South Asia Theater

Bangladesh: opposition leader gets death sentence

The Bangladesh International Crimes Tribunal on Nov. 13 convicted (PDF) opposition politician MA Zahid Hossain Khokon to death for his role in killings and other war crimes perpetrated during the 1971 Bangladesh Liberation War. The Tribunal found the accused guilty of the offenses of "murder, torture, deportation, rape, confinement, abduction and other inhumane acts" within the crimes against humanity sections of the International Crimes (Tribunals) Act of 1973. Khokon, a member of the Bangladesh Nationalist Party (BNP), was tried in absentia and is currently a fugitive believed to be residing with his family in Sweden.

Bangladesh: Islamist gets death for war crimes

A special tribunal in Bangladesh on Oct. 29 sentenced Jamaat-e-Islami (JI) leader Motiur Rahman Nizami to death for crimes committed during the 1971 Bangladesh Liberation War with Pakistan. The former Cabinet minister was tried on charges that included genocide, rape, murder and torture, and was accused of personally carrying out or ordering the deaths of nearly 600 Bangladeshis while serving as supreme commander of the Al-Badr militia. The JI party has released a statement denouncing the verdict, and the defense has announced its plan to appeal, contending that the charges were not proven beyond a reasonable doubt and that the tribunal went beyond its jurisdiction.

India: Maoists appeal to Nagas to resist deployment

The underground Maoist Communist Party Manipur (MCPM) issued a statement appealing to the paramilitary Naga Regiments to resist government plans to deploy them to the Maoist guerilla stronghold areas of India, especially the Dandakaranya Revolutionary Zone in Chhattisgarh state. The MCPM's Comrade Nonglen Meitei urged in the statement issued to the media that the Nagas, an indigenous group on northeast Nagaland state, not to go to Chhattisgarh as "slaves" to fight other excluded tribal peoples in the region. The statement called on the Naga troops to lay down arms in the spirit of "revolutionary internationalism." (Nagaland Post, Oct. 23)

Zionist-Hindutva anti-Muslim alliance

India has opted to buy Israel's Spike anti-tank guided missile, a New Delhi defense ministry source told Reuters—evidently rejecting a rival US offer of Javelin missiles that Washington had lobbied hard to win. India is to purchase at least 8,000 Spike missiles and more than 300 launchers in a deal worth 32 billion rupees ($525 million), the source said after a meeting of India's Defense Acquisition Council. Spike beat out the Javelin weapons system, built by Lockheed Martin and Raytheon, that Defense Secretary Chuck Hagel had pitched during Prime Minister Narendra Modi's visit to Washington last month. (Reuters, Oct. 25)

Bangladesh war crimes convict dies in prison

A former Bangladeshi Islamist party leader, who was imprisoned for war crimes last year, died on Oct. 23 of a heart attack in a prison cell of a government hospital. Ghulam Azam was 91 when his life support was removed at the Bangabandhu Sehikh Mujib Medical University. Azam was sentenced last year to 90 years in prison on 61 charges of war crimes during the 1971 Bangladesh Liberation War. Azam led the Islamist party until 2000, and was still considered to be its spiritual leader.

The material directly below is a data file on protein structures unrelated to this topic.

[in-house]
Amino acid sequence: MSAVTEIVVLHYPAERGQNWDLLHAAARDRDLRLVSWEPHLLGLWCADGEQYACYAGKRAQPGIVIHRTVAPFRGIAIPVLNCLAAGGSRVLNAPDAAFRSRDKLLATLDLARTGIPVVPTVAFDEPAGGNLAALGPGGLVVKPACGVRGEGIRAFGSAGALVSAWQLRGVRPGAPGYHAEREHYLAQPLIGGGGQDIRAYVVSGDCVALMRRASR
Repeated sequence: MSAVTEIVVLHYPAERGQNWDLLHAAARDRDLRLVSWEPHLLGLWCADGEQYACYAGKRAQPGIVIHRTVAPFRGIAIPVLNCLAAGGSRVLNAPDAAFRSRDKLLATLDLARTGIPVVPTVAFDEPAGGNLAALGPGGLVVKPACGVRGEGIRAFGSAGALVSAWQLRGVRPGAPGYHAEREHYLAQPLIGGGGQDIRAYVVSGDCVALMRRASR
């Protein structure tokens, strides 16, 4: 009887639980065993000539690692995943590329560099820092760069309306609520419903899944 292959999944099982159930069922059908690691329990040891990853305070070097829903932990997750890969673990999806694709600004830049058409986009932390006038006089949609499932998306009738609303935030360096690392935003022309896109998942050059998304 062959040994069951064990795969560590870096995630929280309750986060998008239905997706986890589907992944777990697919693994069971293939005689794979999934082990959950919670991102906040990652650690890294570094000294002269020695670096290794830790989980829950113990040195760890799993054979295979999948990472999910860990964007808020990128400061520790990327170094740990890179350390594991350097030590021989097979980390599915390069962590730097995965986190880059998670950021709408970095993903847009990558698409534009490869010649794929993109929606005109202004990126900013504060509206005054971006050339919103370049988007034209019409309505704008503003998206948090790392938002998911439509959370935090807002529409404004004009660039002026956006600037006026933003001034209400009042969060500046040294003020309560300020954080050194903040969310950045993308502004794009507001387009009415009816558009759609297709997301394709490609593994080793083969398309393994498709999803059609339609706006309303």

Pakistan court upholds death for blasphemy

Pakistan's Lahore High Court on Oct. 16 upheld the death sentence for Aasiya Noreen (better known as Asia Bibi), who was convicted of blasphemy in 2010. Bibi, a Christian woman, was alleged to have insulted the Prophet Mohammed while working in a field with several Muslim women. Bibi maintains that she never blasphemed against the Prophet, but that she had an argument with the other field-hands over a pot of water. The lower court convicted Bibi for blasphemy, stating that there was no chance Bibi was falsely implicated, and there were "no mitigating circumstances."

Climate change exacerbating Kashmir crisis?

Renewed fighting between India and Pakistan across the Line of Control in Kashmir has killed at least 19 civilians over the past week—11 on the Pakistani side; eight on the Indian side. Thousands of villagers have been displaced by the fighting, as each side blames the other for breaking the 2003 ceasefire. (BBC News, Oct. 9; India Today, Oct. 8) At Kishtwar, in India-controlled Kashmir, Muslim protesters defied security forces, marching through the town and hoisting the Pakistani flag Oct. 8. (Kashmir Media Service, Oct. 8) Local anger is deepened by last month's devastating floods, in which large parts of Srinagar, capital of the Indian state of Jammu and Kashmir, were inundated, leaving a still undetermined number dead. New Delhi has come under harsh criticism for its response to the disaster—prioritizing the rescue of tourists as little was done to assist locals. Local government was paralyzed by the collapse of the telecommunications system. (Saudi Gazette, Oct. 8)

India PM facing human rights suit in US

The American Justice Center on Sept. 25 filed a class action lawsuit (PDF) on behalf of anonymous survivors against India's Prime Minister Narendra Modi in the US District Court for the Southern District of New York for human rights abuses stemming from the religious riots in Gujarat in 2002. Modi was chief minister of Gujarat when Hindu mobs rioted through Muslim neighborhoods in the state, killing more than 1,000. The lawsuit seeks damages against Modi under the Alien Tort Claims Act and the Torture Victim Protection Act (PDF).